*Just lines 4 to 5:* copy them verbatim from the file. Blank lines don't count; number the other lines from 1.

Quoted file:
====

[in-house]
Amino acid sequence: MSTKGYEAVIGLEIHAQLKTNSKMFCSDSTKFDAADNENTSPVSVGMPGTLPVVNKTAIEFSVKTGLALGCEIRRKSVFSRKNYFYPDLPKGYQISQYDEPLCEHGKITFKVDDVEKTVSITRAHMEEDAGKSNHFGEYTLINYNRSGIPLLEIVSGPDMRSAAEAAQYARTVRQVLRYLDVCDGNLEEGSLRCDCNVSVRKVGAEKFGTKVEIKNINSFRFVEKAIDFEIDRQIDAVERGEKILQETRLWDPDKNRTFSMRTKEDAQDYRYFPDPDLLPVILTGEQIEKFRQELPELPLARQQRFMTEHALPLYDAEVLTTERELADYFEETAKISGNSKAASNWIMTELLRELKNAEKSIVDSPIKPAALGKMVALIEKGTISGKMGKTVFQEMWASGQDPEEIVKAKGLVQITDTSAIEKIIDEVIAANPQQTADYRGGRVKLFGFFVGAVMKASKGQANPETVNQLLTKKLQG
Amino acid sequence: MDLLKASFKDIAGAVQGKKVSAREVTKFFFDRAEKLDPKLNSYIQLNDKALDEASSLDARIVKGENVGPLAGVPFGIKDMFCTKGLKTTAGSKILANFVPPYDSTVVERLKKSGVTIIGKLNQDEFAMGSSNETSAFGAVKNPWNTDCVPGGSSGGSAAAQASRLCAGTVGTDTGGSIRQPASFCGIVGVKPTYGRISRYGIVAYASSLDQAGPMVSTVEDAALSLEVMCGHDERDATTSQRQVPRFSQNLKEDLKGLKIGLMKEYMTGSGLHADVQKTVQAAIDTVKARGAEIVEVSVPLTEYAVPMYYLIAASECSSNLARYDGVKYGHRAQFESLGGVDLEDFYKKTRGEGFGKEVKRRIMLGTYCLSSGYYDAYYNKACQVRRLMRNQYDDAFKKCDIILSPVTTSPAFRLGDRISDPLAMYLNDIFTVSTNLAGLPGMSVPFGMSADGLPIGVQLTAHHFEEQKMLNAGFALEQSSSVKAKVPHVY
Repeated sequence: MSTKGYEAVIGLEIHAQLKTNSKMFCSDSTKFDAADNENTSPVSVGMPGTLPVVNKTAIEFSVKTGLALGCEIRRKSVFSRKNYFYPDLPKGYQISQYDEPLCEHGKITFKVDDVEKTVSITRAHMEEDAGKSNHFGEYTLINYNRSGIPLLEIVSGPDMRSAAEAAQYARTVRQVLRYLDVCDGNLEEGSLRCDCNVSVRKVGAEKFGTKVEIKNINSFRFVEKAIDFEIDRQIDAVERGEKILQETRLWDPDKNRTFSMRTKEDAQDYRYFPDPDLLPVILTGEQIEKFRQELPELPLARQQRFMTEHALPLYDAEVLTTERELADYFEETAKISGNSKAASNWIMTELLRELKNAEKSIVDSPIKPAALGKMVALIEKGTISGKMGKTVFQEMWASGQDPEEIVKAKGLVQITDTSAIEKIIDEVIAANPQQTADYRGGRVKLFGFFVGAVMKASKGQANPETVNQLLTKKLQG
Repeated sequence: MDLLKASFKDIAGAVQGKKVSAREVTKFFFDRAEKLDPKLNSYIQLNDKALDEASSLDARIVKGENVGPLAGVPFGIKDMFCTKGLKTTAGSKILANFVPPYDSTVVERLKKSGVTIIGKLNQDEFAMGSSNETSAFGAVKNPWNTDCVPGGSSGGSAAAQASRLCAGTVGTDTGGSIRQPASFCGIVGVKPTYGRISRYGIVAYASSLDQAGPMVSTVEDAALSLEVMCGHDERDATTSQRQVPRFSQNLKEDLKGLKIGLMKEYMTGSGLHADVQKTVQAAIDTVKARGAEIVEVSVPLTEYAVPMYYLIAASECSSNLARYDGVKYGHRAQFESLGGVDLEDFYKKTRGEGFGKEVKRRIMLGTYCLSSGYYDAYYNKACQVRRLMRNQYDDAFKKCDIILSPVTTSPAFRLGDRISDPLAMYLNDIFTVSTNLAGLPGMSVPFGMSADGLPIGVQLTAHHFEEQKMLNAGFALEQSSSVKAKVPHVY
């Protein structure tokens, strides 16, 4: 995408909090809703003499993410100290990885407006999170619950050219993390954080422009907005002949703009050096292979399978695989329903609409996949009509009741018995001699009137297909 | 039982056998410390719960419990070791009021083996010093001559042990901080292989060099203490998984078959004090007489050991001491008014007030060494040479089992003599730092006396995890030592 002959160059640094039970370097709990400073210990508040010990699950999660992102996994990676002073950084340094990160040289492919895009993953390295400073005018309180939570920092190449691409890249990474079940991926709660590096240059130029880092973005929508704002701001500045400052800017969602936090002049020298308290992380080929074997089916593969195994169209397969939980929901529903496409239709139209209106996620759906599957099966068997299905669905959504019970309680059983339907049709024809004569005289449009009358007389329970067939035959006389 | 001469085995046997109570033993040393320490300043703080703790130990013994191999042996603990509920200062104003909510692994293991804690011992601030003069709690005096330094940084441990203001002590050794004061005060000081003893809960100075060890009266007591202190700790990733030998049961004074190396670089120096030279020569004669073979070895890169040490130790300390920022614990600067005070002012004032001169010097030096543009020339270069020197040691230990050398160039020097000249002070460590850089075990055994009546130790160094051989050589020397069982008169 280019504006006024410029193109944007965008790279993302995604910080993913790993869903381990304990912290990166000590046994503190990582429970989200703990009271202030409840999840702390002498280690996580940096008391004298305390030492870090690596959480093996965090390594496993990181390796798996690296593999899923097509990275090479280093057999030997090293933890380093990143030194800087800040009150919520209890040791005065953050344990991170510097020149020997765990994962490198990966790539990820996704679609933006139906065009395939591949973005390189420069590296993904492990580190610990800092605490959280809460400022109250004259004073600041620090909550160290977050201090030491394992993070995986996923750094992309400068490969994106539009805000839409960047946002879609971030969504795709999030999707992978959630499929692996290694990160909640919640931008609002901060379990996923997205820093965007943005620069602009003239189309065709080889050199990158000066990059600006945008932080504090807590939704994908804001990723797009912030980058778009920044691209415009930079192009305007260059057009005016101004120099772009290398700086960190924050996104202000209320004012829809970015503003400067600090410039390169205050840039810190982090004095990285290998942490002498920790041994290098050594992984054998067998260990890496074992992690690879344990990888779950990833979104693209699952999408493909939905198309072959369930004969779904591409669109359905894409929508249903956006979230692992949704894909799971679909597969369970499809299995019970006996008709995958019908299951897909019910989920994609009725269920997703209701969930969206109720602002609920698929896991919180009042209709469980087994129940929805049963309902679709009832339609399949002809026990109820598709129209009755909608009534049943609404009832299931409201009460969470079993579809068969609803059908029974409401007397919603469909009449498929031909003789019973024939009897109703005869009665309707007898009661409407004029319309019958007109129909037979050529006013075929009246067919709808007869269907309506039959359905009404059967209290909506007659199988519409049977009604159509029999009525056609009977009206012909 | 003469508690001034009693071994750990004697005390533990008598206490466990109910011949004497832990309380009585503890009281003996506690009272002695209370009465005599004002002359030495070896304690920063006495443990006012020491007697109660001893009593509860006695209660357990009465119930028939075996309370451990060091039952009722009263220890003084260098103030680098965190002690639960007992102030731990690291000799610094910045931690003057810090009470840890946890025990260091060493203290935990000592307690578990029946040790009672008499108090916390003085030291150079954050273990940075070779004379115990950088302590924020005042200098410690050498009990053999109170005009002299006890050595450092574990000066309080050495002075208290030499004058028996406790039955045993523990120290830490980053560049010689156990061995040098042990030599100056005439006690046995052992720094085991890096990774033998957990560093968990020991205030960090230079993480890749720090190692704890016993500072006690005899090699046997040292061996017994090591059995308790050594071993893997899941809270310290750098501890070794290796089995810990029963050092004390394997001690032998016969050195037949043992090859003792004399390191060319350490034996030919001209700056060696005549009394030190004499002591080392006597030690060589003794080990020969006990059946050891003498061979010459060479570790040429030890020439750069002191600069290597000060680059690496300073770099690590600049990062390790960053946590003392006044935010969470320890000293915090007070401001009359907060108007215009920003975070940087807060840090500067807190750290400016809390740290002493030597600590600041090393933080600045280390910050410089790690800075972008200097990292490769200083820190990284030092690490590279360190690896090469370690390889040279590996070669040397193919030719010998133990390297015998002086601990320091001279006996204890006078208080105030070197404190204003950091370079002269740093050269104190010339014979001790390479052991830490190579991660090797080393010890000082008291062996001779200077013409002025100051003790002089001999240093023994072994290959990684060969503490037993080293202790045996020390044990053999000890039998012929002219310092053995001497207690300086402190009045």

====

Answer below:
Repeated sequence: MSTKGYEAVIGLEIHAQLKTNSKMFCSDSTKFDAADNENTSPVSVGMPGTLPVVNKTAIEFSVKTGLALGCEIRRKSVFSRKNYFYPDLPKGYQISQYDEPLCEHGKITFKVDDVEKTVSITRAHMEEDAGKSNHFGEYTLINYNRSGIPLLEIVSGPDMRSAAEAAQYARTVRQVLRYLDVCDGNLEEGSLRCDCNVSVRKVGAEKFGTKVEIKNINSFRFVEKAIDFEIDRQIDAVERGEKILQETRLWDPDKNRTFSMRTKEDAQDYRYFPDPDLLPVILTGEQIEKFRQELPELPLARQQRFMTEHALPLYDAEVLTTERELADYFEETAKISGNSKAASNWIMTELLRELKNAEKSIVDSPIKPAALGKMVALIEKGTISGKMGKTVFQEMWASGQDPEEIVKAKGLVQITDTSAIEKIIDEVIAANPQQTADYRGGRVKLFGFFVGAVMKASKGQANPETVNQLLTKKLQG
Repeated sequence: MDLLKASFKDIAGAVQGKKVSAREVTKFFFDRAEKLDPKLNSYIQLNDKALDEASSLDARIVKGENVGPLAGVPFGIKDMFCTKGLKTTAGSKILANFVPPYDSTVVERLKKSGVTIIGKLNQDEFAMGSSNETSAFGAVKNPWNTDCVPGGSSGGSAAAQASRLCAGTVGTDTGGSIRQPASFCGIVGVKPTYGRISRYGIVAYASSLDQAGPMVSTVEDAALSLEVMCGHDERDATTSQRQVPRFSQNLKEDLKGLKIGLMKEYMTGSGLHADVQKTVQAAIDTVKARGAEIVEVSVPLTEYAVPMYYLIAASECSSNLARYDGVKYGHRAQFESLGGVDLEDFYKKTRGEGFGKEVKRRIMLGTYCLSSGYYDAYYNKACQVRRLMRNQYDDAFKKCDIILSPVTTSPAFRLGDRISDPLAMYLNDIFTVSTNLAGLPGMSVPFGMSADGLPIGVQLTAHHFEEQKMLNAGFALEQSSSVKAKVPHVY